The Globe’s Point: Voting is Important

Last week, Pittsburgh went to the polls, or more accurately 33% of Pittsburgh went to the polls. There are more than 924,000 registered voters—almost one million—in Allegheny County, but only a little over 300,000 people turned out last Tuesday. In the state of Pennsylvania, there’s over 8 million people registered, and only 736,000 people turned out.

What’s interesting about these numbers is their juxtaposition to last year’s presidential election. Around 76.5% of all registered voters showed up in the state of Pennsylvania, a record-smashing turnout. Obviously, that election was one of the most important elections in history, so it makes sense that turnout would be higher than usual.

It’s understandable to feel burnt out from politics, especially after how intense the previous election cycle was. It’s also easy to think that only the presidential election matters, but that mentality is dangerous. Turning out to vote on off years like this is one way to have an incredibly direct impact on your community. The people who are elected to be justices of state courts will have just as much if not more impact on the city than who the president is and making your voice heard can directly benefit the people of this city.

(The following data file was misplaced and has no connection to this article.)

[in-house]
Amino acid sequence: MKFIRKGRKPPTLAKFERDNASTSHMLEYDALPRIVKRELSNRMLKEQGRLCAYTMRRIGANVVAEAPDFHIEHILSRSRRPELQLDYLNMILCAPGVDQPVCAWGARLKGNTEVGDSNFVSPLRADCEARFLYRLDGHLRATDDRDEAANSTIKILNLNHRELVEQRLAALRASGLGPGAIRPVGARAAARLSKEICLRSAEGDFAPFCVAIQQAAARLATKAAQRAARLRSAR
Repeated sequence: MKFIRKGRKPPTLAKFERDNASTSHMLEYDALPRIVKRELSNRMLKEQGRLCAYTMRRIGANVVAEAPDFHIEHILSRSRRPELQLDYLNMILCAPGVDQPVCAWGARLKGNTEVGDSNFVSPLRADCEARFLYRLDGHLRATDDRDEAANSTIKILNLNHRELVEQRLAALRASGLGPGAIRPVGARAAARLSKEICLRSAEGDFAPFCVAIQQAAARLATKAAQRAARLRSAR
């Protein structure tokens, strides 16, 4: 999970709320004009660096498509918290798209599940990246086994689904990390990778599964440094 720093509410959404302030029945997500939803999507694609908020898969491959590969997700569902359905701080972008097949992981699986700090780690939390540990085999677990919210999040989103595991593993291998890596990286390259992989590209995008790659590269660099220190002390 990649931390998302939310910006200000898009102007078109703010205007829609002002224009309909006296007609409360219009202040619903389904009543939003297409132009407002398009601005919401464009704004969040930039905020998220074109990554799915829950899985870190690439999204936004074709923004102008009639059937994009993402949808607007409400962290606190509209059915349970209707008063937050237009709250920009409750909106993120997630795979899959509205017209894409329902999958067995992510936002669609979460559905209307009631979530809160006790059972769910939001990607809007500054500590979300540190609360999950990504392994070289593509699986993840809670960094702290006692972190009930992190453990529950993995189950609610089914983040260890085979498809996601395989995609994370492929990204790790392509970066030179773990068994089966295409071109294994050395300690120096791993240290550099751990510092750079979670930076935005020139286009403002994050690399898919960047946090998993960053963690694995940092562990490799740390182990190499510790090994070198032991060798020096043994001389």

It’s also worth noting that, in terms of direct legislative action, local and state governments do much more than the federal government. Throughout the pandemic, for example, the majority of regulations were left up to local governments.

Not only that, but the policy changes done at the local level can end up having a nationwide impact. Mayor Bill Peduto would frequently speak and attend climate change related conferences on both a nationwide and global level. Peduto’s stance on climate also ended up becoming a point in political advertisements in the 2020 election.

Which brings us to our point this week: voting is important. We want to encourage everyone, regardless of their party, to make sure that they maintain a healthy voice in our democracy.